Finding Room in the Christmas Story

Every culture in every nation, region, city, neighborhood, and family is just a bit (and in many cases a lot) distinct from the next. Around our globe, we speak approximately 6,500 different languages, and thousands—perhaps tens of thousands—more dialects of these languages. But no matter your cultural background, race, ethnicity, nationality, or status, it’s likely that you speak our one unifying language: the language of story.

Humans have been speaking and living stories since the beginning of our existence. Nearly every major world religion and belief system began with or can be described through story. Stories bind us together across space and time, remind us of our values, teach us our collective histories, and help us to explore our dreams for the future.

Perhaps most importantly, stories nurture our human connection. They give us the gift of kinship—reminding us that despite our many differences and unique experiences, we belong to a common family.

In the Christian cultural and religious tradition, there is no greater celebration of story than Christmas. There are stories about shepherds and angels and bright stars that lead wise men on long journeys. Stories about a jolly old man in a red suit who brings gifts to children around the world with the help of his trusty crew of flying reindeer.

We sing stories about the beauty of winter, joyful spirits, and spending time with family. We watch stories about people who fall in love at Christmastime, families who reconcile over the holidays, and people who make life-changing decisions in the spirit of Christmas.

Image by Chase Moore/Preemptive Love

Christmas, at its core, is all about the magic of a story.

And the central story to it all—the most magical, important part of the Christian Christmas tradition—is the story of a refugee family.

You see, Christmas celebrates the birth of the Christ in the world. In the Christian tradition, this Christ is the Son of God, the Savior of the world.

He is also a refugee child.

In Christian biblical tradition, the story of Jesus and his family begins even before the birth of this holy baby. In the story of Christmas, Jesus’ parents must leave their current home and return for a short time to a native homeland where they are effectively traveling strangers, poor and weary. When no one has any room to offer a very pregnant teenager and her fiancee, they are forced to shelter in a space meant for animals to sleep.

It is there, among the stench of livestock and with hay for bedding, that a young woman gives birth to her first child, with only the help and support of her partner and the hope that this child would be the one who would bring about a more loving world.

Several historical narratives tell us that this new mother swaddled her baby and laid him in the animal’s feeding trough. It’s unlikely she had traveled with extra blankets or clothing; more likely, she gave her baby her own warm clothing to sleep in.

As the story goes, Jesus’ family intended to return home as soon as possible. Back to their own house and beds, their families, their warm clothing and their favorite comfortable spot to drink tea and talk about their days with one another.

But there was news of a powerful political figure targeting their child for death, and they couldn’t possibly take their firstborn, their only son back to certain danger. So the parents fled with only their traveling clothes and their baby, across the border to another, safer nation, with no passports or immigration papers or sponsors or legal employment. They just needed to save their child––they needed the chance for him to live.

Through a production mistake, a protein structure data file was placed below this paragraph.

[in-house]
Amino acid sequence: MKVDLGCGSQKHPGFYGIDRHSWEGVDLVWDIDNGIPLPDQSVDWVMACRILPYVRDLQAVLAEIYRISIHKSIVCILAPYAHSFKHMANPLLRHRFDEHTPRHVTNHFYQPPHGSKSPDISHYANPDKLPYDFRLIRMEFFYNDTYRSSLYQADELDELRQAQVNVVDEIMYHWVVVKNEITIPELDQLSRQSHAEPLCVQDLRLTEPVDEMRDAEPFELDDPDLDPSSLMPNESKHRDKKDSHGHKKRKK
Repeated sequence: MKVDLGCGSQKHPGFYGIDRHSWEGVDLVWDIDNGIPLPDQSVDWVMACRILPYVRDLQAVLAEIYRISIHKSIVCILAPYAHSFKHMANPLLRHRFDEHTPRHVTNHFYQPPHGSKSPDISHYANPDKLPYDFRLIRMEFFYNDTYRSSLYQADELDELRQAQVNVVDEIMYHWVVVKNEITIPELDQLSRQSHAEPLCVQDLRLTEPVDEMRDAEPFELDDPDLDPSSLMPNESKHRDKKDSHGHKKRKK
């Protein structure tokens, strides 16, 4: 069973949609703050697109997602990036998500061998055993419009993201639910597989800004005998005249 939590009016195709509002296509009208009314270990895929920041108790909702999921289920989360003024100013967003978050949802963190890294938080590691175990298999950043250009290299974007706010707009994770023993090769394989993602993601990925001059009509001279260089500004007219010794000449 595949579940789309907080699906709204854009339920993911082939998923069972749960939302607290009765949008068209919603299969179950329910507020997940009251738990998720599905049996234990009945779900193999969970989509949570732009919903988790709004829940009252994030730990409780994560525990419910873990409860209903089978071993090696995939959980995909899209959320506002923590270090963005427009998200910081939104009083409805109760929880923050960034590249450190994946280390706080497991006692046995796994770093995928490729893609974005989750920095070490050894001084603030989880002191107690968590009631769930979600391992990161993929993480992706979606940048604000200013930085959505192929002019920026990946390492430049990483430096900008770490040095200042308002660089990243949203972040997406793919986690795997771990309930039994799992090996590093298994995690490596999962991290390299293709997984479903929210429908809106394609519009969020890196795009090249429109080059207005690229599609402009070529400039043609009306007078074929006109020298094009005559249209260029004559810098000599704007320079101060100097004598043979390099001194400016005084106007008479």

Fleeing for your life, or the life of your child, is never fairytale fodder. While tradition and holiday spirit wrap the story of Jesus’ birth in magic and mystery, the actual story was not a snow-covered, joyful experience with a soundtrack of jingle bells.

Rather, it’s similarly haunting to the stories we see on our TVs and phones today—people terrified of the future, families making camp where they’re able, children struggling to survive in unsafe and unsustainable conditions, mothers and fathers fleeing for their lives and the lives of their babies.

Humans are still running from the pain and terror inflicted by other humans—in big and small ways.

As we reflect on the magic of the season and the beautiful (and hard) stories that are woven through it, maybe we could also reflect on what has happened in our human history, and what is still happening. And maybe, just maybe, this story is not just a story but an opportunity.

Maybe the way things are is not the way things have to be.

Maybe we can usher in joy to the world by saying enough is enough. We are all a part of one another’s stories—the weary travelers. The babies born to scared teenage mothers. The women, men, and children fleeing violence in Syria, Iraq, Myanmar, South Sudan, and Central America. The families divided by politics. The followers of different faiths and those who don’t follow any religious tradition.

It’s time to find room for each other—quite literally.

Let’s write a better story together. One with less violence and hurt, less segregation, and more of the real magic of the season—love beyond borders and bullets. Love beyond fear of the other, beyond the concern of our own scarcity. Love for our neighbors that is fierce and unwavering—like the love of a new parent who gives her only warm clothing to her beloved child.

Yes, let’s write this better story together. Here’s a start…

And it came to pass, in those days, that the people of every nation and tribe began to see first the humanity in one another. And they began to love each other, and to sit with one another’s pain, and to reflect on ways to mend the wounds of the past while building a flourishing future.

Because they belonged to one another. And it was time for a new story.